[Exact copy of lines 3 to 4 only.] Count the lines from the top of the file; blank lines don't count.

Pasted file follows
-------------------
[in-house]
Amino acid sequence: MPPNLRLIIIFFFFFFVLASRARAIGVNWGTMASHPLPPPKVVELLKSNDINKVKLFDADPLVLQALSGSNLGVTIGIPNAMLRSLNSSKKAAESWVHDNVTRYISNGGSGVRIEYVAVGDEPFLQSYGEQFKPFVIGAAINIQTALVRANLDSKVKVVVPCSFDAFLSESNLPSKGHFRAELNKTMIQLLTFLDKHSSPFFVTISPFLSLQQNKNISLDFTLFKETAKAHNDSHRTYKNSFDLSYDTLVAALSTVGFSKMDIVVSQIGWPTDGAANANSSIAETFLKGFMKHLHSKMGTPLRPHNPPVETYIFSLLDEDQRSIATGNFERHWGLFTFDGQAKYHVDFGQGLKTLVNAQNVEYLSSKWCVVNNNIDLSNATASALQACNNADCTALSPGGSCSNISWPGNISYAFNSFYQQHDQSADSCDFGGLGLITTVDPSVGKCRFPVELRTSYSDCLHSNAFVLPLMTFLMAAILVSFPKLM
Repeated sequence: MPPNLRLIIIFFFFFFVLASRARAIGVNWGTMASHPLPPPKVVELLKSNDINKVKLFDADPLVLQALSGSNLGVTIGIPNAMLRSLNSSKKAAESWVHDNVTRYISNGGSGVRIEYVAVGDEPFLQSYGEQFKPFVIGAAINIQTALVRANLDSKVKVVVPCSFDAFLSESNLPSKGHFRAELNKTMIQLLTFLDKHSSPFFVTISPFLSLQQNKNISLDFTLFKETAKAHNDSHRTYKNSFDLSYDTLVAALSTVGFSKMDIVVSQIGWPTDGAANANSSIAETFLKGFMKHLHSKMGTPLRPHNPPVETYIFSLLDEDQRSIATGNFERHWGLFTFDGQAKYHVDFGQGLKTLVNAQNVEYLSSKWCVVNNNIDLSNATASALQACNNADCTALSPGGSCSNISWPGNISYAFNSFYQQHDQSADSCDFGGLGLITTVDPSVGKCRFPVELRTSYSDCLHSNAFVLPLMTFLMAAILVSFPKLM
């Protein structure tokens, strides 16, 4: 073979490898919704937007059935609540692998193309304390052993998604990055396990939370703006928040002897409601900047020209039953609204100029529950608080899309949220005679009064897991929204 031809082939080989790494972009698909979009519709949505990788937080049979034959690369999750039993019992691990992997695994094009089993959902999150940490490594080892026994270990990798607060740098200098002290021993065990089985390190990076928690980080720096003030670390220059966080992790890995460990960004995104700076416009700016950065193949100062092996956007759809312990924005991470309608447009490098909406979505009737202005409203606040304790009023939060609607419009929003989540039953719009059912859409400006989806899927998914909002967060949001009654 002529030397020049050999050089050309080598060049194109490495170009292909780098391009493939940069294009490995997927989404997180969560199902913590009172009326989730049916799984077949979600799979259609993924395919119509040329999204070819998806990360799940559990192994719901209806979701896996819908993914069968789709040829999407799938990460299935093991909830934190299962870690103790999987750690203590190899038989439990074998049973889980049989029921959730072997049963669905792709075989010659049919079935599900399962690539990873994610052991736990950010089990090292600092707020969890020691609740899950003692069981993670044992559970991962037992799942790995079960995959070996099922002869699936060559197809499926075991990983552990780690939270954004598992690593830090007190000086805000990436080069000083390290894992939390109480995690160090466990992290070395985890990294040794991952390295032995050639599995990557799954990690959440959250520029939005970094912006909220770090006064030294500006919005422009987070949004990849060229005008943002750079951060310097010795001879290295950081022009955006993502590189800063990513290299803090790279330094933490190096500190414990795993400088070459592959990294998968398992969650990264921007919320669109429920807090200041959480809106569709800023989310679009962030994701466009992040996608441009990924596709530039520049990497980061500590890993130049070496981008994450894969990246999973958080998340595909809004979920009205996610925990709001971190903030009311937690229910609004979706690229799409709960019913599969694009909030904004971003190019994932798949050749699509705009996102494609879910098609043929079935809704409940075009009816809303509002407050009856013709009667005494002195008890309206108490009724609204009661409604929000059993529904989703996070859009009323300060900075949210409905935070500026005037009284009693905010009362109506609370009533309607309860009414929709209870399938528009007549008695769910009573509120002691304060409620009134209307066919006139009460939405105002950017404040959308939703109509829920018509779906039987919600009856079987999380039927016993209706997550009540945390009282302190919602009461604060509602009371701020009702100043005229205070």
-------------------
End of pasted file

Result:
Repeated sequence: MPPNLRLIIIFFFFFFVLASRARAIGVNWGTMASHPLPPPKVVELLKSNDINKVKLFDADPLVLQALSGSNLGVTIGIPNAMLRSLNSSKKAAESWVHDNVTRYISNGGSGVRIEYVAVGDEPFLQSYGEQFKPFVIGAAINIQTALVRANLDSKVKVVVPCSFDAFLSESNLPSKGHFRAELNKTMIQLLTFLDKHSSPFFVTISPFLSLQQNKNISLDFTLFKETAKAHNDSHRTYKNSFDLSYDTLVAALSTVGFSKMDIVVSQIGWPTDGAANANSSIAETFLKGFMKHLHSKMGTPLRPHNPPVETYIFSLLDEDQRSIATGNFERHWGLFTFDGQAKYHVDFGQGLKTLVNAQNVEYLSSKWCVVNNNIDLSNATASALQACNNADCTALSPGGSCSNISWPGNISYAFNSFYQQHDQSADSCDFGGLGLITTVDPSVGKCRFPVELRTSYSDCLHSNAFVLPLMTFLMAAILVSFPKLM
């Protein structure tokens, strides 16, 4: 073979490898919704937007059935609540692998193309304390052993998604990055396990939370703006928040002897409601900047020209039953609204100029529950608080899309949220005679009064897991929204 031809082939080989790494972009698909979009519709949505990788937080049979034959690369999750039993019992691990992997695994094009089993959902999150940490490594080892026994270990990798607060740098200098002290021993065990089985390190990076928690980080720096003030670390220059966080992790890995460990960004995104700076416009700016950065193949100062092996956007759809312990924005991470309608447009490098909406979505009737202005409203606040304790009023939060609607419009929003989540039953719009059912859409400006989806899927998914909002967060949001009654 002529030397020049050999050089050309080598060049194109490495170009292909780098391009493939940069294009490995997927989404997180969560199902913590009172009326989730049916799984077949979600799979259609993924395919119509040329999204070819998806990360799940559990192994719901209806979701896996819908993914069968789709040829999407799938990460299935093991909830934190299962870690103790999987750690203590190899038989439990074998049973889980049989029921959730072997049963669905792709075989010659049919079935599900399962690539990873994610052991736990950010089990090292600092707020969890020691609740899950003692069981993670044992559970991962037992799942790995079960995959070996099922002869699936060559197809499926075991990983552990780690939270954004598992690593830090007190000086805000990436080069000083390290894992939390109480995690160090466990992290070395985890990294040794991952390295032995050639599995990557799954990690959440959250520029939005970094912006909220770090006064030294500006919005422009987070949004990849060229005008943002750079951060310097010795001879290295950081022009955006993502590189800063990513290299803090790279330094933490190096500190414990795993400088070459592959990294998968398992969650990264921007919320669109429920807090200041959480809106569709800023989310679009962030994701466009992040996608441009990924596709530039520049990497980061500590890993130049070496981008994450894969990246999973958080998340595909809004979920009205996610925990709001971190903030009311937690229910609004979706690229799409709960019913599969694009909030904004971003190019994932798949050749699509705009996102494609879910098609043929079935809704409940075009009816809303509002407050009856013709009667005494002195008890309206108490009724609204009661409604929000059993529904989703996070859009009323300060900075949210409905935070500026005037009284009693905010009362109506609370009533309607309860009414929709209870399938528009007549008695769910009573509120002691304060409620009134209307066919006139009460939405105002950017404040959308939703109509829920018509779906039987919600009856079987999380039927016993209706997550009540945390009282302190919602009461604060509602009371701020009702100043005229205070």